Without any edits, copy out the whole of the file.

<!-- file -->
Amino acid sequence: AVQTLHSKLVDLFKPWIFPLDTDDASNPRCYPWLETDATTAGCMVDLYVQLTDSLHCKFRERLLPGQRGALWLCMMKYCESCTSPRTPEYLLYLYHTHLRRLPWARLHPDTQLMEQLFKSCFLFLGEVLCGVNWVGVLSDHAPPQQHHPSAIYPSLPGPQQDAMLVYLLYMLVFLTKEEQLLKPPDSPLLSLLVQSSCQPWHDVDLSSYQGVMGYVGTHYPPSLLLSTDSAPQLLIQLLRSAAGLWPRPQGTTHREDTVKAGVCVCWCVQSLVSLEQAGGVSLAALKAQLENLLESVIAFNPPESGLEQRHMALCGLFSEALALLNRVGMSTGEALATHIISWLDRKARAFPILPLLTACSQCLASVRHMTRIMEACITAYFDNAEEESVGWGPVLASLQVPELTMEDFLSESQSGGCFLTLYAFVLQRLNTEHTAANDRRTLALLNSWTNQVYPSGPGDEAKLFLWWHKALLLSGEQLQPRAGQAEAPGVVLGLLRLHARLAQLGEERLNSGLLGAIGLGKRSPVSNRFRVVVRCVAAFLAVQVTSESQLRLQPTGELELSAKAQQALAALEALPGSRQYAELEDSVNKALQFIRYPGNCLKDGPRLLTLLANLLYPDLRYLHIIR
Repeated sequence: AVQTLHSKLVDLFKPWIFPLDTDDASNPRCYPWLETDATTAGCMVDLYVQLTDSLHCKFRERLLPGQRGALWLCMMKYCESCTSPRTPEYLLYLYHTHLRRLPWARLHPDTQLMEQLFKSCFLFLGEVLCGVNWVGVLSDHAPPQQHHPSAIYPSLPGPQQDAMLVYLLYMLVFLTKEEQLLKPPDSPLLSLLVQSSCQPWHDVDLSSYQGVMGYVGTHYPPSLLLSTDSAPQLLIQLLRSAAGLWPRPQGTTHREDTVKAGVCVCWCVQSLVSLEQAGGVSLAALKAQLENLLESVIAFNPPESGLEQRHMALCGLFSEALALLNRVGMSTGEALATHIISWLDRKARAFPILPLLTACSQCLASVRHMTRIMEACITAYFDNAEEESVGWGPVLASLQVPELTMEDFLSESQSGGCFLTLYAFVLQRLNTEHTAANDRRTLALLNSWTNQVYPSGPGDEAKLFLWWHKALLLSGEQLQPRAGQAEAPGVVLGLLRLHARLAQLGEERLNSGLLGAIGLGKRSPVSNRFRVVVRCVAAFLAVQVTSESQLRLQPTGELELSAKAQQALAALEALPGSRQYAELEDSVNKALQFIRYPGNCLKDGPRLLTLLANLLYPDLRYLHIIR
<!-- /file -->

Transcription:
Amino acid sequence: AVQTLHSKLVDLFKPWIFPLDTDDASNPRCYPWLETDATTAGCMVDLYVQLTDSLHCKFRERLLPGQRGALWLCMMKYCESCTSPRTPEYLLYLYHTHLRRLPWARLHPDTQLMEQLFKSCFLFLGEVLCGVNWVGVLSDHAPPQQHHPSAIYPSLPGPQQDAMLVYLLYMLVFLTKEEQLLKPPDSPLLSLLVQSSCQPWHDVDLSSYQGVMGYVGTHYPPSLLLSTDSAPQLLIQLLRSAAGLWPRPQGTTHREDTVKAGVCVCWCVQSLVSLEQAGGVSLAALKAQLENLLESVIAFNPPESGLEQRHMALCGLFSEALALLNRVGMSTGEALATHIISWLDRKARAFPILPLLTACSQCLASVRHMTRIMEACITAYFDNAEEESVGWGPVLASLQVPELTMEDFLSESQSGGCFLTLYAFVLQRLNTEHTAANDRRTLALLNSWTNQVYPSGPGDEAKLFLWWHKALLLSGEQLQPRAGQAEAPGVVLGLLRLHARLAQLGEERLNSGLLGAIGLGKRSPVSNRFRVVVRCVAAFLAVQVTSESQLRLQPTGELELSAKAQQALAALEALPGSRQYAELEDSVNKALQFIRYPGNCLKDGPRLLTLLANLLYPDLRYLHIIR
Repeated sequence: AVQTLHSKLVDLFKPWIFPLDTDDASNPRCYPWLETDATTAGCMVDLYVQLTDSLHCKFRERLLPGQRGALWLCMMKYCESCTSPRTPEYLLYLYHTHLRRLPWARLHPDTQLMEQLFKSCFLFLGEVLCGVNWVGVLSDHAPPQQHHPSAIYPSLPGPQQDAMLVYLLYMLVFLTKEEQLLKPPDSPLLSLLVQSSCQPWHDVDLSSYQGVMGYVGTHYPPSLLLSTDSAPQLLIQLLRSAAGLWPRPQGTTHREDTVKAGVCVCWCVQSLVSLEQAGGVSLAALKAQLENLLESVIAFNPPESGLEQRHMALCGLFSEALALLNRVGMSTGEALATHIISWLDRKARAFPILPLLTACSQCLASVRHMTRIMEACITAYFDNAEEESVGWGPVLASLQVPELTMEDFLSESQSGGCFLTLYAFVLQRLNTEHTAANDRRTLALLNSWTNQVYPSGPGDEAKLFLWWHKALLLSGEQLQPRAGQAEAPGVVLGLLRLHARLAQLGEERLNSGLLGAIGLGKRSPVSNRFRVVVRCVAAFLAVQVTSESQLRLQPTGELELSAKAQQALAALEALPGSRQYAELEDSVNKALQFIRYPGNCLKDGPRLLTLLANLLYPDLRYLHIIR